Gravel Hill in 1937: (L-R) Front – Calvin Turpin, Ray Hays, Marie Worthington; center – Eudell Coody who married Calvin Turpin, Faye Hays, Elva Hays; back – Sunday School teacher Raymond Coody, Austin Carson, Mary Carson, Ronie Bailey.

 

The following is from "Beyond My Dreams: Memories … Interpretations." The author is a member of the White County Historical Society who lives at Edmond, Oklahoma. Gravel Hill is two miles south of Joy.

By CALVIN C. TURPIN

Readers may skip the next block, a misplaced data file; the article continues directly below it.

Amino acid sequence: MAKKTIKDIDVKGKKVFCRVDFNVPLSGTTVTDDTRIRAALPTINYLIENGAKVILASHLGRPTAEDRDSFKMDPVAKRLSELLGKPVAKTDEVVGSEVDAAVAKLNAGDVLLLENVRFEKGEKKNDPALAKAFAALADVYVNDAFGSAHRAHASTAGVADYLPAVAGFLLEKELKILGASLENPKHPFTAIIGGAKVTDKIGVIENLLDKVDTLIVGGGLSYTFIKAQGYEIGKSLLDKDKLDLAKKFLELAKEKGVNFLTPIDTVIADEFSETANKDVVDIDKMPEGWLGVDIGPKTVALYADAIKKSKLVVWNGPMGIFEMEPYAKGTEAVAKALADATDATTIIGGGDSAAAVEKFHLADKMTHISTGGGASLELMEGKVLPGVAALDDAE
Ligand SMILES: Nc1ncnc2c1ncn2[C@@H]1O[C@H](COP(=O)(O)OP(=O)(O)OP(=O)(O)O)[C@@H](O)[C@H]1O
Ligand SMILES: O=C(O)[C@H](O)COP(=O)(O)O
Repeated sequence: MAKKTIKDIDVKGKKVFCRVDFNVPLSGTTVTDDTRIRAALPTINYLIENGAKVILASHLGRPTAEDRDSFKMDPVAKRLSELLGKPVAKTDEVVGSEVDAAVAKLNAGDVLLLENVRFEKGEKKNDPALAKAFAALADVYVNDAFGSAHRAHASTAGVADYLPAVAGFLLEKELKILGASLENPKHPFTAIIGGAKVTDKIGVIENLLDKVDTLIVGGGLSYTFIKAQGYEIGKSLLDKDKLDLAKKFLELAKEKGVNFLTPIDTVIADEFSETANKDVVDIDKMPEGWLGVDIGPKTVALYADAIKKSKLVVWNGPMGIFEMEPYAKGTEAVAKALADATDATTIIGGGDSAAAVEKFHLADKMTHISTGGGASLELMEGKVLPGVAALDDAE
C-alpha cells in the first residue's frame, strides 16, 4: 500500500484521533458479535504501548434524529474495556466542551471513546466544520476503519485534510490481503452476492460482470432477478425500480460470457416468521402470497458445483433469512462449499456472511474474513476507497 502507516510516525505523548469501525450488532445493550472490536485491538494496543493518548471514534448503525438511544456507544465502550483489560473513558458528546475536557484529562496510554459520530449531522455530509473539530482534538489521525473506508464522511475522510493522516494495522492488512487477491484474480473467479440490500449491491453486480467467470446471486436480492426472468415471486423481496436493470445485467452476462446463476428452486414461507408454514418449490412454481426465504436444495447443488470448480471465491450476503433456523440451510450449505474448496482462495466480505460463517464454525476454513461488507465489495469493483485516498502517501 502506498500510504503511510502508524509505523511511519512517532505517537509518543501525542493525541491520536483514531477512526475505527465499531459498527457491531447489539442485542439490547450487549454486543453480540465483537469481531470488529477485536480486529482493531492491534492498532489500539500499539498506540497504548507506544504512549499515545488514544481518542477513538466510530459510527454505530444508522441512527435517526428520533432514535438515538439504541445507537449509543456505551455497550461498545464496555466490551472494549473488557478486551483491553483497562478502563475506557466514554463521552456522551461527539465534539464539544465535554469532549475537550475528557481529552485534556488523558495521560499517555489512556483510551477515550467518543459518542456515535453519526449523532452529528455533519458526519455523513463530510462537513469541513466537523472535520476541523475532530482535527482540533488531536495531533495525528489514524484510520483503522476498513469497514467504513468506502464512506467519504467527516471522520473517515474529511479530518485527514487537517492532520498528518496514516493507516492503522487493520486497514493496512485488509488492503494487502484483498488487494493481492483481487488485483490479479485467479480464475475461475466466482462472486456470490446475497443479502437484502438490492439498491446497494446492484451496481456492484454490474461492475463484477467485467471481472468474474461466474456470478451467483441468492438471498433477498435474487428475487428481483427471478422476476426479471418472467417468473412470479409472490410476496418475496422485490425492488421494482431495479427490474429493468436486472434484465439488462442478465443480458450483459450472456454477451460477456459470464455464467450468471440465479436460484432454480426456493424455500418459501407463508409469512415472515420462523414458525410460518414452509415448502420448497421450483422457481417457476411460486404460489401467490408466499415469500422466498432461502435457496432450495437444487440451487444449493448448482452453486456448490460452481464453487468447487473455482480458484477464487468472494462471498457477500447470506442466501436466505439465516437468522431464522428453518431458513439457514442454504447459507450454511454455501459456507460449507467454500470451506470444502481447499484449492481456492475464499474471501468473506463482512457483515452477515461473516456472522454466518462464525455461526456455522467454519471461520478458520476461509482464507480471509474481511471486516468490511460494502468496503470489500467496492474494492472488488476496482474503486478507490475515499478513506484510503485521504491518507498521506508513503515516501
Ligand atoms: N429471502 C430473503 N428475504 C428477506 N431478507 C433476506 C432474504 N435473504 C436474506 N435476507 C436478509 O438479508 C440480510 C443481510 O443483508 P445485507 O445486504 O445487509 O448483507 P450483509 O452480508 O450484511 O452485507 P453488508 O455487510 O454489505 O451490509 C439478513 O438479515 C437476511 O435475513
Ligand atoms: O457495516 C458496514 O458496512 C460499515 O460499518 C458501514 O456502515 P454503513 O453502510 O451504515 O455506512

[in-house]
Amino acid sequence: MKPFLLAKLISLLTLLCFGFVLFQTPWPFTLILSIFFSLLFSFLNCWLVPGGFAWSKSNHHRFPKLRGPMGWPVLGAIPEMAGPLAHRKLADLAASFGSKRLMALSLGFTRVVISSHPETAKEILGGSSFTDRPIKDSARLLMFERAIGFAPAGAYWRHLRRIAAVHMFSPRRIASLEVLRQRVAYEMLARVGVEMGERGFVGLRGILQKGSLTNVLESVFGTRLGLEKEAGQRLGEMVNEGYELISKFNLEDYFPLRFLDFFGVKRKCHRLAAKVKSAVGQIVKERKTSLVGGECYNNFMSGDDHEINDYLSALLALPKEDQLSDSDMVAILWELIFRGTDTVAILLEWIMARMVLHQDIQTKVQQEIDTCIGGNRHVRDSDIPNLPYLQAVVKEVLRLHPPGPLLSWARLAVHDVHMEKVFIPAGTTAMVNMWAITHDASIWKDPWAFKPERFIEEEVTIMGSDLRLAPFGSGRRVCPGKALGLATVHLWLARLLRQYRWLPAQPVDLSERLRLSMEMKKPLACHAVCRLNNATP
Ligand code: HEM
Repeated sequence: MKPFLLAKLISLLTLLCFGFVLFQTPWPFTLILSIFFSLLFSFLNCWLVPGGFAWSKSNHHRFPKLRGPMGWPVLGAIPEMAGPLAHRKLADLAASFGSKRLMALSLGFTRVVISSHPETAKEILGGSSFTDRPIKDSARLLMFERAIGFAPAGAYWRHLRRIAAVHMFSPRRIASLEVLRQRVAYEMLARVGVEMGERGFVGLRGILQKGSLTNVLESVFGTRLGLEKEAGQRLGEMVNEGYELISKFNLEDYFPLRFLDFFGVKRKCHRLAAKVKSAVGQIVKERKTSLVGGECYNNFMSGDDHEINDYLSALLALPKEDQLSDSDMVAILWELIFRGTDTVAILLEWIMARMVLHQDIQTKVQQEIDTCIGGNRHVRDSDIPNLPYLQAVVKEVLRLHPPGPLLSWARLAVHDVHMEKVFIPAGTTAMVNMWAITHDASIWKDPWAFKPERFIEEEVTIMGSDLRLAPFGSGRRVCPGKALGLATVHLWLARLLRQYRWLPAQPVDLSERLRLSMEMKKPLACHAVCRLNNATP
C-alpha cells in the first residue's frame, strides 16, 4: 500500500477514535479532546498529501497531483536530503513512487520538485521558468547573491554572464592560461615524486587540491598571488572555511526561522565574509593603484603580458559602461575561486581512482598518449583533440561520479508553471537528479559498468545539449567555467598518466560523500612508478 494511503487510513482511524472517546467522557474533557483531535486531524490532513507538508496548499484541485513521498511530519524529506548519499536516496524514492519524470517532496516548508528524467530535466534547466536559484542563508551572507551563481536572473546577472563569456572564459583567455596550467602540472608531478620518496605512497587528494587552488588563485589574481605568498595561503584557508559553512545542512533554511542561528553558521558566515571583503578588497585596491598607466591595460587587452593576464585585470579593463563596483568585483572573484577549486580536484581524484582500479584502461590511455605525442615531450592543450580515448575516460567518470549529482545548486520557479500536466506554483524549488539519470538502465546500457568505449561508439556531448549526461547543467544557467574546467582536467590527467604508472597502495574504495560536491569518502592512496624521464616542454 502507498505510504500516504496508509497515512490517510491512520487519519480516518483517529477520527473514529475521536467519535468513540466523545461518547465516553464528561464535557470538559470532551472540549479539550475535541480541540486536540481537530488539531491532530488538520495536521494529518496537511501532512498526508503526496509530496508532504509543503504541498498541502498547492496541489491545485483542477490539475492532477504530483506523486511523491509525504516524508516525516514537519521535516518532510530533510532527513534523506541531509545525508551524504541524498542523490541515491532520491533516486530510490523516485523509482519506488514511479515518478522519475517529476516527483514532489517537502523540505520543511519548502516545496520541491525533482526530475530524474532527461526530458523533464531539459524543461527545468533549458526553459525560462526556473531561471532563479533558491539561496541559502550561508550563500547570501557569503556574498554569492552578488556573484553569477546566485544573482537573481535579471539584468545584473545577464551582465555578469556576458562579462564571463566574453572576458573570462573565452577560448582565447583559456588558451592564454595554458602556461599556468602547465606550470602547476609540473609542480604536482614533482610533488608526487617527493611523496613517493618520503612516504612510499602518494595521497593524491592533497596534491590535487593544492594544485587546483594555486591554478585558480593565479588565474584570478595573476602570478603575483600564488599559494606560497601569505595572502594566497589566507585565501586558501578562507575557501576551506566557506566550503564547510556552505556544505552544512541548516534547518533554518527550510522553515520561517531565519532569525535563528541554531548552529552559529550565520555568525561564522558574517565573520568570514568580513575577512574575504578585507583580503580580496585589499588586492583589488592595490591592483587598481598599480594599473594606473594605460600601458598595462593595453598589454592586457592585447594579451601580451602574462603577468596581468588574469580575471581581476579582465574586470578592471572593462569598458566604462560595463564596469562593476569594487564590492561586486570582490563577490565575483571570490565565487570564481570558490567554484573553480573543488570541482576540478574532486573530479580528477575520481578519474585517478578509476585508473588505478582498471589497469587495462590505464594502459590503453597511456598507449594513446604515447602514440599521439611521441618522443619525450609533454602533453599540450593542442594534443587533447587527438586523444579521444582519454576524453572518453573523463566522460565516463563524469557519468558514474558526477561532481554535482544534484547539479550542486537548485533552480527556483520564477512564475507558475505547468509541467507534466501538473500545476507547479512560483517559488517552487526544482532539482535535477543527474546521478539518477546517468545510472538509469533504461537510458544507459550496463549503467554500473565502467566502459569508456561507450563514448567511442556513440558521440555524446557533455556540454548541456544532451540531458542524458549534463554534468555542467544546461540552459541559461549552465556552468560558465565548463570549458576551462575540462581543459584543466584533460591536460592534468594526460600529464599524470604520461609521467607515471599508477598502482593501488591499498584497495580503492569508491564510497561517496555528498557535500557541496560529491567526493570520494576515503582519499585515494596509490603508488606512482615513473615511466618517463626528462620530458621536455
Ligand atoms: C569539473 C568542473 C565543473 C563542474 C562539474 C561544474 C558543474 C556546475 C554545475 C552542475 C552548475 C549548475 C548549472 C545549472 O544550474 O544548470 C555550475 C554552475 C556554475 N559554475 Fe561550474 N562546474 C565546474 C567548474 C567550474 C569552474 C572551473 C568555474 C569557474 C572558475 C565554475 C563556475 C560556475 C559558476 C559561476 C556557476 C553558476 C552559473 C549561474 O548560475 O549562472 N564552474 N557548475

We who attended the Gravel Hill school during the ‘30s and ‘40s refer to the school buildings as the "old" and the "new." The "new" building was constructed about 1936 by the WPA. The beautiful native stones that covered the outside came from our farm. Many said WPA stood for "We Piddle Around." True, many didn’t work hard, and little skill was required. However many good projects were completed… The nearest high school was four miles away at Floyd. They permitted students from other communities to attend; however, they must provide their own transportation. So, [in 1939] I started high school the "old-fashioned" way – I walked. Now, that was four miles each way. My parents bought me a bicycle and I occasionally rode my pony Hex. However, I found it easier to walk than ride my bicycle on dirt roads, and it was a lot of trouble taking care of the pony. So, most days I just walked… One day Johnny Burkett came to our house and told my father that if he would help him build a wooden cover for his pickup truck that he would drive the students to school for just expenses. Dad, being a carpenter, quickly agreed to the project. So, the two of them paid for the necessary materials and had the "school bus" ready when school began in November. The pickup was only ton in size. However, a large number from Joy, Gravel Hill and a part of Floyd were transported each school day. A bench was placed on either side of the bus plus a wider one down the middle where two rows of students sat back to back. At least the following rode the bus: Duncans, 2; Bomars, 2; Garrison, 1; Lawson, 1; Burketts, 2 or 3; Hays, 2; Hughes, 1; Coody, 1; Barnetts, 9; Prices, 2; Turpins, 2; plus others from time to time. Some days we must have had 30 riding in that small conveyance. That was a lot of people. It would not be permitted today; however, it met a real need and made it possible for the first time to have a large number from our community going to high school. At last any child could go to high school. Johnny Burkett charged about 50 cents per month per student – just expenses. I have never known a more dedicated group of teachers than those at Floyd High School. I remember the following: Dr. Durwood Wisdom, now a physician; Alma Britton (West), who married my half-great-uncle; the late Excell Berryhill, coach and teacher; Esta Hurchinson; Burnell Manning (Chissoe); Wanda Lawson (Butler), coach and teacher; Evelyn Bradbury (Jobe); Sunshine Thomas (Manning); Irwin W. Hatchell, principal; Eugene Hart, principal; Mrs. Roe Killough; and Mr. and Mrs. M.D. King. He was my first high school principal. When I started to high school there was no lunchroom. We either took our lunch or bought it at one of the two stores located adjacent to the campus – R.K. Perry’s and Dolph Moore’s. Later, a lunchroom was started, but most of the boys didn’t like it. We continued buying cheese and "baloney" from the stores. I have never tasted cheese and baloney as good as that. The crackers were free. Our class Commencement was on 09 April 1943. There were only 16 of us remaining. America was at war, causing many to relocate, taking with them our classmates. Now, the Gravel Hill children attend a consolidated school at Rose Bud. They travel in a modern bus, but I doubt they appreciate their school experiences as much as we did.

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